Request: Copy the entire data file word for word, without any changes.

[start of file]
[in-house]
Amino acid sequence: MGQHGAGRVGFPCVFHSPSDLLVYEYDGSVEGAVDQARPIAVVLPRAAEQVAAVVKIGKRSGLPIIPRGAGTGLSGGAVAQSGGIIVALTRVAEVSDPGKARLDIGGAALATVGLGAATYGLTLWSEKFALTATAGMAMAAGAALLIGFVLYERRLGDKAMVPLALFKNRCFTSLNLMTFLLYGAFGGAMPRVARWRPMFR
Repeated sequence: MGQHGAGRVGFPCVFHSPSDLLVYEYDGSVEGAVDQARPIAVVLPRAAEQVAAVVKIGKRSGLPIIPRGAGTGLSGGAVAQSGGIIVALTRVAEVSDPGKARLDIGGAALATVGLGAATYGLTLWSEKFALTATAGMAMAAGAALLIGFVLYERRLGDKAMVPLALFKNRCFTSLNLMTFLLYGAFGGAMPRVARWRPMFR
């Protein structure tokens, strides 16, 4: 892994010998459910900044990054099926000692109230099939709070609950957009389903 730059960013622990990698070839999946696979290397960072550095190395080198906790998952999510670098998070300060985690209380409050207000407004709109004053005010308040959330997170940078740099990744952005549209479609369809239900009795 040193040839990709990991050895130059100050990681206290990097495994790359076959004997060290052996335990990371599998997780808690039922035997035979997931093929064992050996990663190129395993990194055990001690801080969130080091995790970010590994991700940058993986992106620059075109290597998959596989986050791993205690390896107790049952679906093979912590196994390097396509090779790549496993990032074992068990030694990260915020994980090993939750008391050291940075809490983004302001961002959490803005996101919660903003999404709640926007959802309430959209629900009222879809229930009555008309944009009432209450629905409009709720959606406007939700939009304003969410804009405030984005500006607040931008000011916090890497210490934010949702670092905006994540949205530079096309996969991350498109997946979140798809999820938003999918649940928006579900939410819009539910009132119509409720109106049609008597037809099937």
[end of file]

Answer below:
[in-house]
Amino acid sequence: MGQHGAGRVGFPCVFHSPSDLLVYEYDGSVEGAVDQARPIAVVLPRAAEQVAAVVKIGKRSGLPIIPRGAGTGLSGGAVAQSGGIIVALTRVAEVSDPGKARLDIGGAALATVGLGAATYGLTLWSEKFALTATAGMAMAAGAALLIGFVLYERRLGDKAMVPLALFKNRCFTSLNLMTFLLYGAFGGAMPRVARWRPMFR
Repeated sequence: MGQHGAGRVGFPCVFHSPSDLLVYEYDGSVEGAVDQARPIAVVLPRAAEQVAAVVKIGKRSGLPIIPRGAGTGLSGGAVAQSGGIIVALTRVAEVSDPGKARLDIGGAALATVGLGAATYGLTLWSEKFALTATAGMAMAAGAALLIGFVLYERRLGDKAMVPLALFKNRCFTSLNLMTFLLYGAFGGAMPRVARWRPMFR
């Protein structure tokens, strides 16, 4: 892994010998459910900044990054099926000692109230099939709070609950957009389903 730059960013622990990698070839999946696979290397960072550095190395080198906790998952999510670098998070300060985690209380409050207000407004709109004053005010308040959330997170940078740099990744952005549209479609369809239900009795 040193040839990709990991050895130059100050990681206290990097495994790359076959004997060290052996335990990371599998997780808690039922035997035979997931093929064992050996990663190129395993990194055990001690801080969130080091995790970010590994991700940058993986992106620059075109290597998959596989986050791993205690390896107790049952679906093979912590196994390097396509090779790549496993990032074992068990030694990260915020994980090993939750008391050291940075809490983004302001961002959490803005996101919660903003999404709640926007959802309430959209629900009222879809229930009555008309944009009432209450629905409009709720959606406007939700939009304003969410804009405030984005500006607040931008000011916090890497210490934010949702670092905006994540949205530079096309996969991350498109997946979140798809999820938003999918649940928006579900939410819009539910009132119509409720109106049609008597037809099937």